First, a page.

5. Get your cat’s mind working by teaching an “in” command: Once your cat’s confident enough to go into the carrier to eat and get treats, start calling your cat over to the crate to get treats. Toss a treat in the carrier and when your cat goes in say “in.” Praise him for as long as he’s in the carrier. Once he comes out, toss in another treat and repeat.

    Over time, you can start saying “in” first and your cat should go into the carrier on his own — just be sure to treat him after he does and while he’s still in the carrier. Working with your cat around the carrier pairs all of your cat’s favorite things together — playing, learning, treats and you! — and shows him the carrier’s not only safe, but fun.

  6. Practice shutting and opening the carrier door: Keep up with steps 1-5, but now start closing the door and locking it before giving your cat the treat after the “in” command. Once he’s eaten the treat entirely, reopen the crate, let him come out and repeat. Practice this and gradually increase the amount of time the crate door stays shut. If your cat is calm while the door is shut, give him more treats. If he seems upset or tries to get out, do not treat and try again with less time in the crate.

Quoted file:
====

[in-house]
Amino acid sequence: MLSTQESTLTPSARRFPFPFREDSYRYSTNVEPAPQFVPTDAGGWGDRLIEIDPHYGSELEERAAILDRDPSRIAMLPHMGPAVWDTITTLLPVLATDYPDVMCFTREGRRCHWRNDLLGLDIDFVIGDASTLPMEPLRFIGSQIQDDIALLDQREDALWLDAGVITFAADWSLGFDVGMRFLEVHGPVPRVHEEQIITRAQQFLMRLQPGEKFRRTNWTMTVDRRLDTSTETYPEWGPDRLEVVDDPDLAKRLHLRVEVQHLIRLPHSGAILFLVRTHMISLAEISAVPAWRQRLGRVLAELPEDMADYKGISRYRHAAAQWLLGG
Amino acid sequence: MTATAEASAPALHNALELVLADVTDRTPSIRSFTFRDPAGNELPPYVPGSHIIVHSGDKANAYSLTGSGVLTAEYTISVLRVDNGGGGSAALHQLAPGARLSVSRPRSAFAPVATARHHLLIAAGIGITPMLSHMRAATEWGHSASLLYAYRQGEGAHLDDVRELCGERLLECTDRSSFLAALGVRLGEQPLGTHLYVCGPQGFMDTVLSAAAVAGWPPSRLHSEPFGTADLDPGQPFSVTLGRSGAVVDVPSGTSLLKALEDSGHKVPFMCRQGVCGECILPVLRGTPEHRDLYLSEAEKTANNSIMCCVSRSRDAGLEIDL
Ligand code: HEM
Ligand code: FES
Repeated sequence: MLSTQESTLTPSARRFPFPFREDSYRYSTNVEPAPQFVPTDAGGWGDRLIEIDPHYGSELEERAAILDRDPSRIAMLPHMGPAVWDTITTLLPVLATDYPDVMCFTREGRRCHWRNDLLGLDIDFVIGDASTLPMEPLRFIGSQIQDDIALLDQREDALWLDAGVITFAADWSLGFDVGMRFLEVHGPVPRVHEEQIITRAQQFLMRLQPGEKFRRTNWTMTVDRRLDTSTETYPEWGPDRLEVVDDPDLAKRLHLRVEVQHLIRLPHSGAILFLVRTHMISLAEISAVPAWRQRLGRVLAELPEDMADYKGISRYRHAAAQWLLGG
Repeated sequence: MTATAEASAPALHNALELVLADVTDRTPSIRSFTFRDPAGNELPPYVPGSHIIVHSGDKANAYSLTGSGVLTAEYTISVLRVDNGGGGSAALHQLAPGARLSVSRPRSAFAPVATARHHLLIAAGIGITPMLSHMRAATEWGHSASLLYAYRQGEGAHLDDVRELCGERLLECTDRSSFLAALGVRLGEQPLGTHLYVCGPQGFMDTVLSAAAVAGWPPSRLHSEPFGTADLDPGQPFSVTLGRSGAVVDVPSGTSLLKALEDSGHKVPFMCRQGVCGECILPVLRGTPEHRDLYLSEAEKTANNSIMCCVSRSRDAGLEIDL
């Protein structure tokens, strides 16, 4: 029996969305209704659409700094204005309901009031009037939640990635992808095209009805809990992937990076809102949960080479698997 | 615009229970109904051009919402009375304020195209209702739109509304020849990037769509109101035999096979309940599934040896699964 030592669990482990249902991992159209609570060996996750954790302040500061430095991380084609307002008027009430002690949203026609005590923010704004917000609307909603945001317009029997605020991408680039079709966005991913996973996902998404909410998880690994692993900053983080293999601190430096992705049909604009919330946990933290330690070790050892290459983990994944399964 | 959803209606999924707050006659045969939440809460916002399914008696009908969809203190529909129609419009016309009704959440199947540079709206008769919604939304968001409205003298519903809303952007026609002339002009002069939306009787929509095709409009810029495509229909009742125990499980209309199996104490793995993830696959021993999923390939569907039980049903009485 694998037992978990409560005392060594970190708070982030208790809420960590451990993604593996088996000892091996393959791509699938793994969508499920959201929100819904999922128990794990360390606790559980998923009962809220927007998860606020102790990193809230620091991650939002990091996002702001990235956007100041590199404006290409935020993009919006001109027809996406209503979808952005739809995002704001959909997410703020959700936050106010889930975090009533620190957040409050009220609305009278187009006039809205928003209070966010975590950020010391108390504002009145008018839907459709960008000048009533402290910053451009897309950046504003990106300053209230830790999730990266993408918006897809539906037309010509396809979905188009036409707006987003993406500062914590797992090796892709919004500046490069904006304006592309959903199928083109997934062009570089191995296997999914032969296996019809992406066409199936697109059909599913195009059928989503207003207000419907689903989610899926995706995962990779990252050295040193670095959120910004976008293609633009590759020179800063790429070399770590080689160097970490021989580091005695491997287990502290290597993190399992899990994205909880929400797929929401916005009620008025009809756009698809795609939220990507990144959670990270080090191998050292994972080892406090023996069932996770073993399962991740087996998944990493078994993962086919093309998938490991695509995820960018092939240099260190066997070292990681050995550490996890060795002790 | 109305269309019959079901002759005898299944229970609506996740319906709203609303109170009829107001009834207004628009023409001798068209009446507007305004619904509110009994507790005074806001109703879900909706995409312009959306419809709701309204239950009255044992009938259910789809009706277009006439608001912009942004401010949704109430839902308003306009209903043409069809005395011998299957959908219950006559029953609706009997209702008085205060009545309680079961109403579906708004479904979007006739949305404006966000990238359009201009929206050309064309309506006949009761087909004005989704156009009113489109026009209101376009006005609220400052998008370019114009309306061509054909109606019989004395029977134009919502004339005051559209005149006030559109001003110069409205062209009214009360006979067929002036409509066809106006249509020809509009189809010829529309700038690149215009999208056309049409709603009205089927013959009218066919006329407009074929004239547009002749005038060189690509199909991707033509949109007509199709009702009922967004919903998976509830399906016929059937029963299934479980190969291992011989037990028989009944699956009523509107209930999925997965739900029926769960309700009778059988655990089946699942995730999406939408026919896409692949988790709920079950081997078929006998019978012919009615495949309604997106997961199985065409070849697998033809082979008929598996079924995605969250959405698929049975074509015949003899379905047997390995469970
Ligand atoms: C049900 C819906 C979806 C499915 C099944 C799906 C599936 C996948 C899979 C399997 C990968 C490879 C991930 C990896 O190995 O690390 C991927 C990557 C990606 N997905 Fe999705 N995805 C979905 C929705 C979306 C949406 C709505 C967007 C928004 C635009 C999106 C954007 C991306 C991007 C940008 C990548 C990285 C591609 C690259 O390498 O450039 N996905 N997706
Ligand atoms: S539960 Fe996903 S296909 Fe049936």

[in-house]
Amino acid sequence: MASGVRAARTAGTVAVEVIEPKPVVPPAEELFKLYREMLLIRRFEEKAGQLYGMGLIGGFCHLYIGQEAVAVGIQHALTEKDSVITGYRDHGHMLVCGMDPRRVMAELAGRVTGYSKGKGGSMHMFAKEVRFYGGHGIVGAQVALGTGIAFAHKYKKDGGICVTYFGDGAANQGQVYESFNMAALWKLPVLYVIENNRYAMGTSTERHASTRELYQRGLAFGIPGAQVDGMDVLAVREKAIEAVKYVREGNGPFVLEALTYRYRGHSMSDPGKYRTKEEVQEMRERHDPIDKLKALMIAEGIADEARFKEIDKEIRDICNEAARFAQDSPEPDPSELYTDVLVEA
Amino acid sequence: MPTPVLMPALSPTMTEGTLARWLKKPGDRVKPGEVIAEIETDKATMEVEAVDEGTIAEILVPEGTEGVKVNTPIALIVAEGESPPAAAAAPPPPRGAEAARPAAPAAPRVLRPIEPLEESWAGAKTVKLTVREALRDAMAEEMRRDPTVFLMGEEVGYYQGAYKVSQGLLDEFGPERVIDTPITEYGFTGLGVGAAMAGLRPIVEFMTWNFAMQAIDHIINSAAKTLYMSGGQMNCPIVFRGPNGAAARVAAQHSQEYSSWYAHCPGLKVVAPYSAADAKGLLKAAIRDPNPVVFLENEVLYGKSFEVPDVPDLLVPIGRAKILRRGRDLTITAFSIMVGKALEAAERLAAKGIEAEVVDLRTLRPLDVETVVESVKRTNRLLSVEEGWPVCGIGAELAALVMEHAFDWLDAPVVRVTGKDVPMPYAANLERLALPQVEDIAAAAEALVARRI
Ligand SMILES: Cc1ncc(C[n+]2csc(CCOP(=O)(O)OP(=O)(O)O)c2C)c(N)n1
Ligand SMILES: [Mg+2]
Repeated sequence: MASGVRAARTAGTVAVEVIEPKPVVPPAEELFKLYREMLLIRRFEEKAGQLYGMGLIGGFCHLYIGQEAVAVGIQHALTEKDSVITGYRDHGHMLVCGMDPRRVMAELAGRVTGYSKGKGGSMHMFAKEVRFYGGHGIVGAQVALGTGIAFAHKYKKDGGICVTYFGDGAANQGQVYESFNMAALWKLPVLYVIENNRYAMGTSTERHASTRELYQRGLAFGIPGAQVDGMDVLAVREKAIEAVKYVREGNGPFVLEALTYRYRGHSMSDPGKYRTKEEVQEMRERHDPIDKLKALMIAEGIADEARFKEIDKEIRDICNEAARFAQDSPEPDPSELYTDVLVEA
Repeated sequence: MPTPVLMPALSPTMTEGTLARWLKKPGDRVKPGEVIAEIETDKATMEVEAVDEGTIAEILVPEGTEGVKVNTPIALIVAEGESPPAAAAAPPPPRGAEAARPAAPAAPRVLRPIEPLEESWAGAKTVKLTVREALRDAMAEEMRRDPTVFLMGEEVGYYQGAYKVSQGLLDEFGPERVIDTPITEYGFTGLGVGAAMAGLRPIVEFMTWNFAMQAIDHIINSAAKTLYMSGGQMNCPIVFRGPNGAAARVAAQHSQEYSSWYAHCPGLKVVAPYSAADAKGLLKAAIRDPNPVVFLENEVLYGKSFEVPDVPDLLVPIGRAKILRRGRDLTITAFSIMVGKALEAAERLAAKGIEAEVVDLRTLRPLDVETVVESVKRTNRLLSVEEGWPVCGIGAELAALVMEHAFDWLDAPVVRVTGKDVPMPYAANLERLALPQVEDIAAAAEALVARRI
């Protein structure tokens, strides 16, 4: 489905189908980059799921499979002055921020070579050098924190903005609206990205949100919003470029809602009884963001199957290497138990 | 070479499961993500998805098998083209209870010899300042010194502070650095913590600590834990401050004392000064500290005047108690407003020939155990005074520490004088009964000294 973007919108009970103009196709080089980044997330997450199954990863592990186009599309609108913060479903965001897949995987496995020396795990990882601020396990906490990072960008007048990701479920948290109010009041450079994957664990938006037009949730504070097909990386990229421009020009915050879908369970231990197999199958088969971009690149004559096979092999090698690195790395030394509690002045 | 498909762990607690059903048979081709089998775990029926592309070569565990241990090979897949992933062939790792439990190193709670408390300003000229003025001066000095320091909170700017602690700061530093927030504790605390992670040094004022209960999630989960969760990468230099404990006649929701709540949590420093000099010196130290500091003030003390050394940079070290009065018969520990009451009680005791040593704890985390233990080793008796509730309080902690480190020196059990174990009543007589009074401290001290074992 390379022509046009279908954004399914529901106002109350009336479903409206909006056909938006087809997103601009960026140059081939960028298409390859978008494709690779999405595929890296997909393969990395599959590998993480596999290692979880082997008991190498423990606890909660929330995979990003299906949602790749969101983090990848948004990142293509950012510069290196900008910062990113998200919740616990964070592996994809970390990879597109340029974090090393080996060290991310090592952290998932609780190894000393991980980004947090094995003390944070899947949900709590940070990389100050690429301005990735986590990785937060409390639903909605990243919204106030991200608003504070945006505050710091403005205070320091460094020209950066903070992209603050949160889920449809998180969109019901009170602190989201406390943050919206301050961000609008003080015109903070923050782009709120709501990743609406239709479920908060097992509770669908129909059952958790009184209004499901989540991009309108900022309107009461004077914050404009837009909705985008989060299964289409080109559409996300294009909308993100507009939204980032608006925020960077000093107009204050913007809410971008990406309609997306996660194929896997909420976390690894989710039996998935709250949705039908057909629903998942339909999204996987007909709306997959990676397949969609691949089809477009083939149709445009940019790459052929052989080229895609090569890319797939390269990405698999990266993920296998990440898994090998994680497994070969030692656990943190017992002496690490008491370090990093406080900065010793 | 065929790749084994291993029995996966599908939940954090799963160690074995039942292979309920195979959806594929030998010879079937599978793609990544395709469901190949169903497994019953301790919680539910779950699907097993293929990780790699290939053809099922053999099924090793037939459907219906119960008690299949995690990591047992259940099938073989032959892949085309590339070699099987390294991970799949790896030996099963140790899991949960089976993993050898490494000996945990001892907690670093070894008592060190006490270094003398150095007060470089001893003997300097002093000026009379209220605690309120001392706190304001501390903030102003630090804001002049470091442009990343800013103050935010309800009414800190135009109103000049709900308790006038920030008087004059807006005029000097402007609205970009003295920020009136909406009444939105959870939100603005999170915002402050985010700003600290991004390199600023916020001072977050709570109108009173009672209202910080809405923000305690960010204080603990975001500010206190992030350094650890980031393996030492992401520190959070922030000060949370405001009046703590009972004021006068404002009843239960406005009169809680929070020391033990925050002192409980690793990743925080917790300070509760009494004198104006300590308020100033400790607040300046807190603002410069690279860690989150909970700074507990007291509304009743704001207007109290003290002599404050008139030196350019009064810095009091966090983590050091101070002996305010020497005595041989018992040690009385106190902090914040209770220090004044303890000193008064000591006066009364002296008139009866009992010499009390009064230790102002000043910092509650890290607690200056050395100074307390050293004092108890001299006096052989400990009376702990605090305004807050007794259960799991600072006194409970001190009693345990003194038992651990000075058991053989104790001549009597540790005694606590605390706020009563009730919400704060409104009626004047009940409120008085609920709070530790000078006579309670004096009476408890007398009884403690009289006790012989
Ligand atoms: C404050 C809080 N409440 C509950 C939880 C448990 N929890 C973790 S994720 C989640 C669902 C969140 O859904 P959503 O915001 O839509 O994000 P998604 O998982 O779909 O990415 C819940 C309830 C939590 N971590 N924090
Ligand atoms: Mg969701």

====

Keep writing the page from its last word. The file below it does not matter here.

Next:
7. Practice picking up the carrier: After your cat learns that a shut carrier door is okay, try picking up the carrier with him in it and putting it back down gently. Add this to your training routine.
  8. Practice walking with the carrier: Once you’re able to pick up the carrier with your cat inside and remaining calm, try taking a couple steps and then gently putting the carrier back down, treating him and then letting him out.
  9. Practice going outside with the carrier: You don’t have to go far — just outside your front door and back inside could be far enough at first. The key is to make sure kitty remains calm while you repeat this — you can gradually increase your distance and time over time.
  10. Walk around the block: Keep practicing with kitty until you’re able to walk all the way around the block with him inside the carrier and remaining calm. Once you can do this you’ll know your cat’s fear of the carrier has been conquered.